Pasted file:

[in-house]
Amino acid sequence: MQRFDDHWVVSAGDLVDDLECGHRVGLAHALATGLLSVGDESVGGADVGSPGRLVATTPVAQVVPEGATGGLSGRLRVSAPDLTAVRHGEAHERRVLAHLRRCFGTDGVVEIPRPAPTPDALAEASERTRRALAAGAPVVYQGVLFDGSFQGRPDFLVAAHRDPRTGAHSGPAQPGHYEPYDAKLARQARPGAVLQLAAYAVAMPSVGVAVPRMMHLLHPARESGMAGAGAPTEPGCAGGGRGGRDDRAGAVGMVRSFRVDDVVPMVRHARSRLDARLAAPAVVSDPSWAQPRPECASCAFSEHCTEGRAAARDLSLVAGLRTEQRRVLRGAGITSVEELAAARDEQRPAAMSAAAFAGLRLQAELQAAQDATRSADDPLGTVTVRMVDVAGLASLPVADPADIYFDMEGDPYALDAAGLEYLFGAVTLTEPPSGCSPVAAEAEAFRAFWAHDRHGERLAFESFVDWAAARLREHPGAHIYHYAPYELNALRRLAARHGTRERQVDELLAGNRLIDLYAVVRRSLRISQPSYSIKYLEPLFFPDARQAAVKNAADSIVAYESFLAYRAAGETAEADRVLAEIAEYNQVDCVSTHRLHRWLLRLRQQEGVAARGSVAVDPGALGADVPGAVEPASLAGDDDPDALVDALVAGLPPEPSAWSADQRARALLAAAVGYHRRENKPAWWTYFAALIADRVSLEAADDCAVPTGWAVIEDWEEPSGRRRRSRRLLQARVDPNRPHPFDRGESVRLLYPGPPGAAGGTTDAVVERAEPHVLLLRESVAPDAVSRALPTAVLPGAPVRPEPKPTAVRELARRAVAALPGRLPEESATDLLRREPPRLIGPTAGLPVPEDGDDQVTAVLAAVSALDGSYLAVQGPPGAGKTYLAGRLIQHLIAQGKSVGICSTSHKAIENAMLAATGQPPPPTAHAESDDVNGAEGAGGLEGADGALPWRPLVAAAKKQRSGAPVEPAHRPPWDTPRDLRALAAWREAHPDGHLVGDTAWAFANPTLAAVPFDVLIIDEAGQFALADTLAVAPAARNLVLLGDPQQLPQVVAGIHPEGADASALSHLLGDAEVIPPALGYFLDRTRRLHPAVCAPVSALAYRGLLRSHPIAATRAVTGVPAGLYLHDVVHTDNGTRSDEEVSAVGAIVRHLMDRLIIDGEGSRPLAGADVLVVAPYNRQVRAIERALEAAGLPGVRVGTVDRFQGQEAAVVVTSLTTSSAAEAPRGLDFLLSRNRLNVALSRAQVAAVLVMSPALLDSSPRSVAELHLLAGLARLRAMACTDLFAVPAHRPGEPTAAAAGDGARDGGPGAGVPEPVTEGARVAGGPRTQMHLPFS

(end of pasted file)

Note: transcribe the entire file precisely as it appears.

[in-house]
Amino acid sequence: MQRFDDHWVVSAGDLVDDLECGHRVGLAHALATGLLSVGDESVGGADVGSPGRLVATTPVAQVVPEGATGGLSGRLRVSAPDLTAVRHGEAHERRVLAHLRRCFGTDGVVEIPRPAPTPDALAEASERTRRALAAGAPVVYQGVLFDGSFQGRPDFLVAAHRDPRTGAHSGPAQPGHYEPYDAKLARQARPGAVLQLAAYAVAMPSVGVAVPRMMHLLHPARESGMAGAGAPTEPGCAGGGRGGRDDRAGAVGMVRSFRVDDVVPMVRHARSRLDARLAAPAVVSDPSWAQPRPECASCAFSEHCTEGRAAARDLSLVAGLRTEQRRVLRGAGITSVEELAAARDEQRPAAMSAAAFAGLRLQAELQAAQDATRSADDPLGTVTVRMVDVAGLASLPVADPADIYFDMEGDPYALDAAGLEYLFGAVTLTEPPSGCSPVAAEAEAFRAFWAHDRHGERLAFESFVDWAAARLREHPGAHIYHYAPYELNALRRLAARHGTRERQVDELLAGNRLIDLYAVVRRSLRISQPSYSIKYLEPLFFPDARQAAVKNAADSIVAYESFLAYRAAGETAEADRVLAEIAEYNQVDCVSTHRLHRWLLRLRQQEGVAARGSVAVDPGALGADVPGAVEPASLAGDDDPDALVDALVAGLPPEPSAWSADQRARALLAAAVGYHRRENKPAWWTYFAALIADRVSLEAADDCAVPTGWAVIEDWEEPSGRRRRSRRLLQARVDPNRPHPFDRGESVRLLYPGPPGAAGGTTDAVVERAEPHVLLLRESVAPDAVSRALPTAVLPGAPVRPEPKPTAVRELARRAVAALPGRLPEESATDLLRREPPRLIGPTAGLPVPEDGDDQVTAVLAAVSALDGSYLAVQGPPGAGKTYLAGRLIQHLIAQGKSVGICSTSHKAIENAMLAATGQPPPPTAHAESDDVNGAEGAGGLEGADGALPWRPLVAAAKKQRSGAPVEPAHRPPWDTPRDLRALAAWREAHPDGHLVGDTAWAFANPTLAAVPFDVLIIDEAGQFALADTLAVAPAARNLVLLGDPQQLPQVVAGIHPEGADASALSHLLGDAEVIPPALGYFLDRTRRLHPAVCAPVSALAYRGLLRSHPIAATRAVTGVPAGLYLHDVVHTDNGTRSDEEVSAVGAIVRHLMDRLIIDGEGSRPLAGADVLVVAPYNRQVRAIERALEAAGLPGVRVGTVDRFQGQEAAVVVTSLTTSSAAEAPRGLDFLLSRNRLNVALSRAQVAAVLVMSPALLDSSPRSVAELHLLAGLARLRAMACTDLFAVPAHRPGEPTAAAAGDGARDGGPGAGVPEPVTEGARVAGGPRTQMHLPFS